Progress of pigeon and poultry breeding experiments. No loss of fertility observed yet.
Blue-eyed cats and deafness.
Muswell Hill | London. N.
July 7— 63.
My dear Sir
I thought that you might like to hear some of the results of the experiments that I have been trying, respecting the fertility of Mongrels.
I have crossed three pair of Black Barbs and White Fantails, and am keeping the offspring for breeding next year.
The plumage has in all cases taken more after the male than the female parent.— In no case has there been any sign of want of fertility—
In accordance with your suggestion I have also experimented on the Silk fowl and Spanish Cross with A very good pure bred Spanish Cock and two rather old Silk fowl hens.— Only one of these laid. 9 eggs. They were left in the nest and she sat, producing 9 chicks, all black plumage, violet black skin.— Obviously identical with the Coq. Nˆegre of Temminck— None, even slightly, silky
I shall keep a cock and several pullets for breeding next season— Other fowls will breed for 5 or 6 seasons on end in breeding without a fresh cross, if these do not do the same it will be an indication of greater sterility in these mongrels than in pure breeds.
There were some paragraphs in the Field the other day respecting all blue-eyed cats not being deaf, as I think you have stated. If you have not seen the correspondence I will cut it out and forward it to you.
I forward you by this same post a number of the Intellectual Observer containing a short article of mine on Variation in Plumage at page 173—I have endeavoured to account for the circumstances that no small birds exist in a wild state with silky plumage but hardly expect that the idea has not occured to you.
Trusting to hear that you are in good health | Believe me | Yours faithfully | W B
C Darwin Esq
- f1 4233.f1Tegetmeier originally dated the letter `29 June. 1863', but subsequently altered the date to `July 7— 63.'; the most likely explanation is that he began writing the letter on the former date, but was interrupted, resuming on the latter date.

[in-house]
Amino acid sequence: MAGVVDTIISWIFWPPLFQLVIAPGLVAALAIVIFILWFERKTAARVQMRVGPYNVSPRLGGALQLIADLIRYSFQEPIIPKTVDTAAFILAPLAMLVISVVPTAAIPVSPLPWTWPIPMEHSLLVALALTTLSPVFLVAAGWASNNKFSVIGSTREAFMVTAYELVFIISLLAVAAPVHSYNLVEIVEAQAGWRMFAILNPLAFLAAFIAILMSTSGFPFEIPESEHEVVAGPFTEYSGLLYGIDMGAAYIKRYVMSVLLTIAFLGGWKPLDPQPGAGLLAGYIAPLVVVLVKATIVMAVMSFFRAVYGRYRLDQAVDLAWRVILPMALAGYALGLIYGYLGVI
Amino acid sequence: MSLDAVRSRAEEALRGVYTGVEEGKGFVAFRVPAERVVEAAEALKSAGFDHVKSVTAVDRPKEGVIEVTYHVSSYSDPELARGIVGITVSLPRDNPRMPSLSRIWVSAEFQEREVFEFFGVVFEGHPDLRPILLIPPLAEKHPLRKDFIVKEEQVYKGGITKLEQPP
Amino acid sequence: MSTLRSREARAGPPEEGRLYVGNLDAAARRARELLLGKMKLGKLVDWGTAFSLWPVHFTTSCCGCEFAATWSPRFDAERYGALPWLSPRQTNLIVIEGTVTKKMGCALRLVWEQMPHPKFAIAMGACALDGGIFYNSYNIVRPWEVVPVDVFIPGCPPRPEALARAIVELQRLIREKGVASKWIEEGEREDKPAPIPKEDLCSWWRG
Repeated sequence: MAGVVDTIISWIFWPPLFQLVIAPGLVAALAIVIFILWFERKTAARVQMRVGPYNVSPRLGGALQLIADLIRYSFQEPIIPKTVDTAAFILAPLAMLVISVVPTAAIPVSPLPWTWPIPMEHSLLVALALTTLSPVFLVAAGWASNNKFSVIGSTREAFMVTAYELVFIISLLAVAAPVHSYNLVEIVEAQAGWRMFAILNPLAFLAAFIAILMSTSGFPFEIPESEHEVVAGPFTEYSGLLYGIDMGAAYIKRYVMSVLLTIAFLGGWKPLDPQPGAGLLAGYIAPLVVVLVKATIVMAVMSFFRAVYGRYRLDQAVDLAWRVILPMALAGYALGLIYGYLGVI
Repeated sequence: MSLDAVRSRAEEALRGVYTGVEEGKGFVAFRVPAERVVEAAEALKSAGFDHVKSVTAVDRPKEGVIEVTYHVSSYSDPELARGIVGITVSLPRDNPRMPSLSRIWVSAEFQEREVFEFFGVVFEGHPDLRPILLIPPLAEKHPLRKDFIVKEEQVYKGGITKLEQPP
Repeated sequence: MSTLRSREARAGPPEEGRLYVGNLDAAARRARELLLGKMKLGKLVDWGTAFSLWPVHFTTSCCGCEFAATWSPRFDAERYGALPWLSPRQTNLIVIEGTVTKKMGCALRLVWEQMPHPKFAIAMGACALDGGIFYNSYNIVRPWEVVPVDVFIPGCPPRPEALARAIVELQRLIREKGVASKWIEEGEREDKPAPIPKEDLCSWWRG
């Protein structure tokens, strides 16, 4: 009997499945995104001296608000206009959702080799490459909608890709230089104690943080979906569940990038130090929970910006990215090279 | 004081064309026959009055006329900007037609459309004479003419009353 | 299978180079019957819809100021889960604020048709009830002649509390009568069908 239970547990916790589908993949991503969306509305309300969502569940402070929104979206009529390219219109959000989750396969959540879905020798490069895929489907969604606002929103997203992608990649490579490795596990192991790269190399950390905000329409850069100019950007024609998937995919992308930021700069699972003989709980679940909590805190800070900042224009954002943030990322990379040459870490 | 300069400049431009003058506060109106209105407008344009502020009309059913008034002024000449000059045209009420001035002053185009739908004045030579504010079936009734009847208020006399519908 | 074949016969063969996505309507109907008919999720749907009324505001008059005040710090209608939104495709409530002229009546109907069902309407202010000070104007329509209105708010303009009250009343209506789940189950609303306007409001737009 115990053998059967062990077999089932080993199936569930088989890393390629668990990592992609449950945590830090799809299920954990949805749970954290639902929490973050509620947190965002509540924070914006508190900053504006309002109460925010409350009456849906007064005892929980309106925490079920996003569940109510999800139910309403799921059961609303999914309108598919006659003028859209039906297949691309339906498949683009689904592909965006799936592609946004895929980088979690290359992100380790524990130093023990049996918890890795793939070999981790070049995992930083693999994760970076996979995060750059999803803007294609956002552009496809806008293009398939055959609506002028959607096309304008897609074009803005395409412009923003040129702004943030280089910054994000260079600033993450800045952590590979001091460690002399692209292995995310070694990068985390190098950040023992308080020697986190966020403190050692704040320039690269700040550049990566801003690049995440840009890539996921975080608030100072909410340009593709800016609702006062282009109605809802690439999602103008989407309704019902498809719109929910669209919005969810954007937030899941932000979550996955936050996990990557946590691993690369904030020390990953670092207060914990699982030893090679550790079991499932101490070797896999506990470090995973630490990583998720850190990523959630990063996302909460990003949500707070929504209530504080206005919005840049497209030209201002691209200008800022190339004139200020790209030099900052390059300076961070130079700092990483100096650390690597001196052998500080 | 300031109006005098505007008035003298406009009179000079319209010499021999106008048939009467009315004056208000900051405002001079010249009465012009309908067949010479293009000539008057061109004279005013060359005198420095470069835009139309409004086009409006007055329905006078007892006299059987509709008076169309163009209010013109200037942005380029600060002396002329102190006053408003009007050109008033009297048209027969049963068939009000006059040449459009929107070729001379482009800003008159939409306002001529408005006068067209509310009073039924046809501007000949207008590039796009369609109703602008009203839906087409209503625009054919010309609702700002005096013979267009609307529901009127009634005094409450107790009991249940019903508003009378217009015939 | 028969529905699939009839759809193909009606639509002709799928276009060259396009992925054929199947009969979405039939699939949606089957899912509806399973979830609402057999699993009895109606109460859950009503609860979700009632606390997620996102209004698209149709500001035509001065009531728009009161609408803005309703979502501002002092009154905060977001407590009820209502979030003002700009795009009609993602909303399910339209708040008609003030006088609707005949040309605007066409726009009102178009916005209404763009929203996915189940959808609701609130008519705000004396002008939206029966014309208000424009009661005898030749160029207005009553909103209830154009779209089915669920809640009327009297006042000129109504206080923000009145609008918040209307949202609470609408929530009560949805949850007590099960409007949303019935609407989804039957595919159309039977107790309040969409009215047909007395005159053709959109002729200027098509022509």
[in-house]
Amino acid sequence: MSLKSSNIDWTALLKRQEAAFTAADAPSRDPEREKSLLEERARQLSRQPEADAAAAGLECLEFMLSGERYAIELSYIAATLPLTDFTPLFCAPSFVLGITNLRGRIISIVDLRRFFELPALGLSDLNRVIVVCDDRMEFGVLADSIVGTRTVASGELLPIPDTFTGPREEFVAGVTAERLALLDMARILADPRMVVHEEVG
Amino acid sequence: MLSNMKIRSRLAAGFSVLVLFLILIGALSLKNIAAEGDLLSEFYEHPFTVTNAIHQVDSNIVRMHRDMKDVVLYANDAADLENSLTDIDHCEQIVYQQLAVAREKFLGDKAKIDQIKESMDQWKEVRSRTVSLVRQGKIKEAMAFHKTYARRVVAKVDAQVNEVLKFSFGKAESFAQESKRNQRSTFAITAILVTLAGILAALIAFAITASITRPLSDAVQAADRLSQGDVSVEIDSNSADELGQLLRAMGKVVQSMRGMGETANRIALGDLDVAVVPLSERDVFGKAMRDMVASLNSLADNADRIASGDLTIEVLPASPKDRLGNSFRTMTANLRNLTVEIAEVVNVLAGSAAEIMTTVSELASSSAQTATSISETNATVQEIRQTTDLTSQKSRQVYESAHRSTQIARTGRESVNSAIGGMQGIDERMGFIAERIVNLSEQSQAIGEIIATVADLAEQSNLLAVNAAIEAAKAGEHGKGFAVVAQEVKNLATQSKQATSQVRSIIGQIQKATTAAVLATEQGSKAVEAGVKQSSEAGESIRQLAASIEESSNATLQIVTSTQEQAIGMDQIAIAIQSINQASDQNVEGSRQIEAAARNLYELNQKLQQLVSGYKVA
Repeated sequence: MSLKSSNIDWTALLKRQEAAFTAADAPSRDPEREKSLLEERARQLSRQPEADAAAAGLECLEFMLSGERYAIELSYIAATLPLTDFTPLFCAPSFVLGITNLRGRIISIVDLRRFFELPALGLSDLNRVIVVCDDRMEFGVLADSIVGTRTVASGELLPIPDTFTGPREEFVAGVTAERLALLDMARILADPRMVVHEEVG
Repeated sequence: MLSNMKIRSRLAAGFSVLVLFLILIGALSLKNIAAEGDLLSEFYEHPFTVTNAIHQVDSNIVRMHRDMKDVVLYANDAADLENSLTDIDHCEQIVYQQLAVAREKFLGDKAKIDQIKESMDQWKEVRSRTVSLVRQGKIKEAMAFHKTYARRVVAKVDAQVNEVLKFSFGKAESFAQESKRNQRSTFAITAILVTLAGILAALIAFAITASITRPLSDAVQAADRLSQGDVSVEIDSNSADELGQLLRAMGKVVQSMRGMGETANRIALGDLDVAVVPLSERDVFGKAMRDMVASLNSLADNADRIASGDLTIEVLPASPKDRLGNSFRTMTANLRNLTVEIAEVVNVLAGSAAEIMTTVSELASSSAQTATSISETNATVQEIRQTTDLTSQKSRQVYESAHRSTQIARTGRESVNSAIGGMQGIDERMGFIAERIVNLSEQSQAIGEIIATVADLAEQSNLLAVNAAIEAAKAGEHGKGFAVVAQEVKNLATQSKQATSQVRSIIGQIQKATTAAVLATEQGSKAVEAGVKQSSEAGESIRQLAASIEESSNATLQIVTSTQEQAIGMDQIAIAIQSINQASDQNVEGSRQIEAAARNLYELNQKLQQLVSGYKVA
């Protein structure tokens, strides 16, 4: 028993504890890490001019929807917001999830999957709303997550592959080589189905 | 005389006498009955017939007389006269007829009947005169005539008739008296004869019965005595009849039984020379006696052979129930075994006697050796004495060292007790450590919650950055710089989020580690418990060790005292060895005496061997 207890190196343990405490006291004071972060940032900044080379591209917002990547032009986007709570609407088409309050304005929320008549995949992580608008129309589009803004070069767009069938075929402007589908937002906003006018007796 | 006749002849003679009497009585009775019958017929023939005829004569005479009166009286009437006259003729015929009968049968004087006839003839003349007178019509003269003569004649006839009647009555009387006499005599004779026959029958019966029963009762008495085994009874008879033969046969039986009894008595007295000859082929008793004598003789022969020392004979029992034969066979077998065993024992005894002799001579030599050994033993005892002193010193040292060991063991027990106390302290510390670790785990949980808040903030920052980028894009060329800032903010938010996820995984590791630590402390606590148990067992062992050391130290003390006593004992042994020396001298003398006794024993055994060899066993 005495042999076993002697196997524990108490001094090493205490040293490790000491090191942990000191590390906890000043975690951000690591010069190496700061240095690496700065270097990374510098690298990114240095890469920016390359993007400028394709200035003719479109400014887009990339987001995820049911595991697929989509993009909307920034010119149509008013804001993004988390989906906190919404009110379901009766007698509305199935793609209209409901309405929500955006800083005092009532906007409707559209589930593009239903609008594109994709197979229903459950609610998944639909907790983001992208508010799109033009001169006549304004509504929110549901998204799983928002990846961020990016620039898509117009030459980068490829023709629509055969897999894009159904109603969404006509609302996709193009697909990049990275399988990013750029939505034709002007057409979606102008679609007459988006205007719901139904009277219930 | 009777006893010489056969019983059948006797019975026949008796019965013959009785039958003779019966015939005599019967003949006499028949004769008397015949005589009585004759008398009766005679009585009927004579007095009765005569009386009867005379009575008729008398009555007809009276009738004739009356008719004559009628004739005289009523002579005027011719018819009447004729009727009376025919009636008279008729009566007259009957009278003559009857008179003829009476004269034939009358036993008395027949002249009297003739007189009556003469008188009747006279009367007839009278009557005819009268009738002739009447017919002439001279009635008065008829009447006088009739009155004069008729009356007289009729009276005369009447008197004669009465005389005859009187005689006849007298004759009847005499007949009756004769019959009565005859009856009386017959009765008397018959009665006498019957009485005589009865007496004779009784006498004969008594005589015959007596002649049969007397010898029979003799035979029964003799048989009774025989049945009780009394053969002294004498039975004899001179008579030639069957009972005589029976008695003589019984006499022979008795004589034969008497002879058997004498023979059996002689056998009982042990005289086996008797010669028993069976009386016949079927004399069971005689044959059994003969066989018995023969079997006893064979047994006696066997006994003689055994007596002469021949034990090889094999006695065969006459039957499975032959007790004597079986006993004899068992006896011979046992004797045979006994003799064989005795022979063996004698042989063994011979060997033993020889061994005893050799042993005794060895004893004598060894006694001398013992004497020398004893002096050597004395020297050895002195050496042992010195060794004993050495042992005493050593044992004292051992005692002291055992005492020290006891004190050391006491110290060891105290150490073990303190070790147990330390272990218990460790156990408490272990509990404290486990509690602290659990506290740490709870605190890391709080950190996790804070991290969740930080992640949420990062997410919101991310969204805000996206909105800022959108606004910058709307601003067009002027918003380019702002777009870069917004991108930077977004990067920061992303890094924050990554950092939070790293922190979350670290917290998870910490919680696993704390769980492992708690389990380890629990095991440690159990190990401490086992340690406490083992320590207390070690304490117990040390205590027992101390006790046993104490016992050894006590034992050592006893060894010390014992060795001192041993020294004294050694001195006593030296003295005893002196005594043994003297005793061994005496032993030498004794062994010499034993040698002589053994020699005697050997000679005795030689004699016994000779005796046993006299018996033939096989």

- f2 4233.f2At the end of 1862, CD had suggested that Tegetmeier attempt to establish by experiment whether any existing breeds of pigeon had acquired `accidentally any degree of sterility'; he also suggested a similar experiment with fowls (see Correspondence vol. 10, letter to W. B. Tegetmeier, 27 [December 1862]). See also letters to W. B. Tegetmeier, 26 [January 1863] and 19 February , and letters from W. B. Tegetmeier, [after 26 January 1863] and 18 February 1863.
- f3 4233.f3Tegetmeier continued his experiments through two further breeding seasons (see letters from W. B. Tegetmeier, [before 21 December 1864] (Correspondence vol. 12) and 13 March 1865 (Calendar no. 4785)). CD reported Tegetmeier's findings with respect to the fertility inter se of different domestic varieties of pigeon in Variation 1: 192.
- f4 4233.f4See Correspondence vol. 10, letter to W. B. Tegetmeier, 27 [December 1862].
- f5 4233.f5Temminck 1813--15, 2: 253--5. See also Tegetmeier 1863b, p. 172.
- f6 4233.f6Tegetmeier published an account of these experiments in Tegetmeier 1867, p. 224; there is an annotated copy of this work in the Darwin Library--CUL (see Marginalia 1: 800--3). CD reported Tegetmeier's observations in Variation 1: 242.
- f7 4233.f7The reference is to Origin, p. 12, in which CD wrote: `cats with blue eyes are invariably deaf'; see also Origin, p. 144. A series of letters disputing this assertion appeared in the Field 21 (1863): 416, 439, 524, and 547. In the third edition of Origin, CD altered the statement to read: `cats with blue eyes are generally deaf' (Origin 3d ed., p. 12); in the fourth edition, published in 1866, he altered it again to read: `cats which are entirely white and have blue eyes are generally deaf' (Origin 4th ed., p. 12). In discussing this phenomenon in Variation 2: 329, CD observed: `I formerly thought that the rule was invariable, but I have heard of a few authentic exceptions'; however, the counter-examples cited are not those referred to here.
- f8 4233.f8Tegetmeier 1863b appeared in the April 1863 number of the Intellectual Observer. In his article, Tegetmeier demonstrated how a silky variety of fowl could be established by artificial selection from a naturally occurring variation. He then argued that no breed of small, silky fowl could survive in a state of nature, since this variation in plumage made fowls flightless, and it was `obvious that a bird of moderate size, destitute of any natural means of defence, and incapable of escape by flight, could scarcely … avoid being destroyed by its natural carnivorous enemies' (ibid., p. 173).